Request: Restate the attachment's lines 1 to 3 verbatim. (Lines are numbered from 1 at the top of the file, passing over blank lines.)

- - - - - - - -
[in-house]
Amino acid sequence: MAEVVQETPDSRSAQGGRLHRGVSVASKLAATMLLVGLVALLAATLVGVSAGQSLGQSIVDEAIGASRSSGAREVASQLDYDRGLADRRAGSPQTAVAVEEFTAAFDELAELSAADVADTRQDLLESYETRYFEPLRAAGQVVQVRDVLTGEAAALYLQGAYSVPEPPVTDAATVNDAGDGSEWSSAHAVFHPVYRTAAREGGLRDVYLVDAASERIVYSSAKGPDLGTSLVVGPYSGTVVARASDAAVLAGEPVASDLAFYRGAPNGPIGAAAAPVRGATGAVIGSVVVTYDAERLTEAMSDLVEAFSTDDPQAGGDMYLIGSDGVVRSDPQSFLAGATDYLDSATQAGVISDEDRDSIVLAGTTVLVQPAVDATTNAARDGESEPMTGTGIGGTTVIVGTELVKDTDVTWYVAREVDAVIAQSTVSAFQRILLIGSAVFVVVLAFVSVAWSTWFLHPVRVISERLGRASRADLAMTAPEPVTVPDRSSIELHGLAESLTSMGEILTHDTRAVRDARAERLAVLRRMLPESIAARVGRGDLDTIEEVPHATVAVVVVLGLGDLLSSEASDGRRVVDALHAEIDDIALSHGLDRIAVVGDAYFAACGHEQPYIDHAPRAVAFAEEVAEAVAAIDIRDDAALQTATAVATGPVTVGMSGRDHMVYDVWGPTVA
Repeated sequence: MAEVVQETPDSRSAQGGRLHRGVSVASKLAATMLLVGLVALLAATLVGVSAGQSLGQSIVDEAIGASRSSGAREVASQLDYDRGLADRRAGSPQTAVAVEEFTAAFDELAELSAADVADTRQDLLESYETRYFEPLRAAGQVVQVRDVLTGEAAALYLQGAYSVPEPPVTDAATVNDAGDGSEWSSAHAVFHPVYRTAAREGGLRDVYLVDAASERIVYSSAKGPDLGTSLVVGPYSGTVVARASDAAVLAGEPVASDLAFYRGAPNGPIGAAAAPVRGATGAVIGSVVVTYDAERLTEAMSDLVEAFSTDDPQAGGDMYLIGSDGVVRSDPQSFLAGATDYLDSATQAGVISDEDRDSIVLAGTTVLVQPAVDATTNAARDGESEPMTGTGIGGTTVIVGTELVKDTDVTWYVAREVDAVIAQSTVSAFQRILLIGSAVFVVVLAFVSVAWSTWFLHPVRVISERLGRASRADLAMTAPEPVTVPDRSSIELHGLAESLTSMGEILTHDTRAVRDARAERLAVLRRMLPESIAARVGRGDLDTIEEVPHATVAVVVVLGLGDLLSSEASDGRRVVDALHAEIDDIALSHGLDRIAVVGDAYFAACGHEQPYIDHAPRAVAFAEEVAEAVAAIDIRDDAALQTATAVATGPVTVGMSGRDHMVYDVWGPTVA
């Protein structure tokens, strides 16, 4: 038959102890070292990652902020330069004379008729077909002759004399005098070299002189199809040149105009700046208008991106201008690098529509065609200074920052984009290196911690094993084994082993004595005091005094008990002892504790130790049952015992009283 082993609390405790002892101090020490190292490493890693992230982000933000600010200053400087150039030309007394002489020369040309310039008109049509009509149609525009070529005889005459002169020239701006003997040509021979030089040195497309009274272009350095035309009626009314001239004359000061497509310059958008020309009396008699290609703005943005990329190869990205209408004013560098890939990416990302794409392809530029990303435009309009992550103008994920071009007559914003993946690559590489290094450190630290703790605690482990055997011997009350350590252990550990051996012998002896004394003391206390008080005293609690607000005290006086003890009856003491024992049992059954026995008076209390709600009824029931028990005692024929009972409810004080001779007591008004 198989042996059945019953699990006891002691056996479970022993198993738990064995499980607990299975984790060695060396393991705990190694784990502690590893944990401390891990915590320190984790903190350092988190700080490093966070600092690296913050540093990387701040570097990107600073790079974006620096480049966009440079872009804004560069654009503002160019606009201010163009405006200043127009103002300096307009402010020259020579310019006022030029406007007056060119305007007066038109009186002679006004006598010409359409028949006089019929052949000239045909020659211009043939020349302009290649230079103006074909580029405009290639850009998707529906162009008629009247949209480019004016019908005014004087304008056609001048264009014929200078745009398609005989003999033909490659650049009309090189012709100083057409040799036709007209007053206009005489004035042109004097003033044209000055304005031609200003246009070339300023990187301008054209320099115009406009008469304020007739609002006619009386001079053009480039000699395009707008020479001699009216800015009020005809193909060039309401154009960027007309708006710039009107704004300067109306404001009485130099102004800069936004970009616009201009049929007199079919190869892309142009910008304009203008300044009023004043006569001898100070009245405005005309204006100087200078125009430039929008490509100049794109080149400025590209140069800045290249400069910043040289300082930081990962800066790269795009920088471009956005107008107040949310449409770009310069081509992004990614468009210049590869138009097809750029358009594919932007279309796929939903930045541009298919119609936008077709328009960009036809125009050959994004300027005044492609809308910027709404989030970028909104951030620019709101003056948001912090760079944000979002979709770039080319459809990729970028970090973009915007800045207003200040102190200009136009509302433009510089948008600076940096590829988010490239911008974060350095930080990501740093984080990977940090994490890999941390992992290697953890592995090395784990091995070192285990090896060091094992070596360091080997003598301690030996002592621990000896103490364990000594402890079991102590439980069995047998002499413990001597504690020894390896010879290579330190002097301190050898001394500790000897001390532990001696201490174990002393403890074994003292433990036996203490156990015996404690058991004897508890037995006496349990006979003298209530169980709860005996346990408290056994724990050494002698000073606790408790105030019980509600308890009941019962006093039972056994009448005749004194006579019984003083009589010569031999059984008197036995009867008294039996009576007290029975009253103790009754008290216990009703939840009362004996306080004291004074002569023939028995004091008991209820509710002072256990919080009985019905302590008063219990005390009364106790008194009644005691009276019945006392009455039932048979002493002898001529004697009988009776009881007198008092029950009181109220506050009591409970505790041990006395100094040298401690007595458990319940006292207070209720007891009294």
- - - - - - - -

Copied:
[in-house]
Amino acid sequence: MAEVVQETPDSRSAQGGRLHRGVSVASKLAATMLLVGLVALLAATLVGVSAGQSLGQSIVDEAIGASRSSGAREVASQLDYDRGLADRRAGSPQTAVAVEEFTAAFDELAELSAADVADTRQDLLESYETRYFEPLRAAGQVVQVRDVLTGEAAALYLQGAYSVPEPPVTDAATVNDAGDGSEWSSAHAVFHPVYRTAAREGGLRDVYLVDAASERIVYSSAKGPDLGTSLVVGPYSGTVVARASDAAVLAGEPVASDLAFYRGAPNGPIGAAAAPVRGATGAVIGSVVVTYDAERLTEAMSDLVEAFSTDDPQAGGDMYLIGSDGVVRSDPQSFLAGATDYLDSATQAGVISDEDRDSIVLAGTTVLVQPAVDATTNAARDGESEPMTGTGIGGTTVIVGTELVKDTDVTWYVAREVDAVIAQSTVSAFQRILLIGSAVFVVVLAFVSVAWSTWFLHPVRVISERLGRASRADLAMTAPEPVTVPDRSSIELHGLAESLTSMGEILTHDTRAVRDARAERLAVLRRMLPESIAARVGRGDLDTIEEVPHATVAVVVVLGLGDLLSSEASDGRRVVDALHAEIDDIALSHGLDRIAVVGDAYFAACGHEQPYIDHAPRAVAFAEEVAEAVAAIDIRDDAALQTATAVATGPVTVGMSGRDHMVYDVWGPTVA
Repeated sequence: MAEVVQETPDSRSAQGGRLHRGVSVASKLAATMLLVGLVALLAATLVGVSAGQSLGQSIVDEAIGASRSSGAREVASQLDYDRGLADRRAGSPQTAVAVEEFTAAFDELAELSAADVADTRQDLLESYETRYFEPLRAAGQVVQVRDVLTGEAAALYLQGAYSVPEPPVTDAATVNDAGDGSEWSSAHAVFHPVYRTAAREGGLRDVYLVDAASERIVYSSAKGPDLGTSLVVGPYSGTVVARASDAAVLAGEPVASDLAFYRGAPNGPIGAAAAPVRGATGAVIGSVVVTYDAERLTEAMSDLVEAFSTDDPQAGGDMYLIGSDGVVRSDPQSFLAGATDYLDSATQAGVISDEDRDSIVLAGTTVLVQPAVDATTNAARDGESEPMTGTGIGGTTVIVGTELVKDTDVTWYVAREVDAVIAQSTVSAFQRILLIGSAVFVVVLAFVSVAWSTWFLHPVRVISERLGRASRADLAMTAPEPVTVPDRSSIELHGLAESLTSMGEILTHDTRAVRDARAERLAVLRRMLPESIAARVGRGDLDTIEEVPHATVAVVVVLGLGDLLSSEASDGRRVVDALHAEIDDIALSHGLDRIAVVGDAYFAACGHEQPYIDHAPRAVAFAEEVAEAVAAIDIRDDAALQTATAVATGPVTVGMSGRDHMVYDVWGPTVA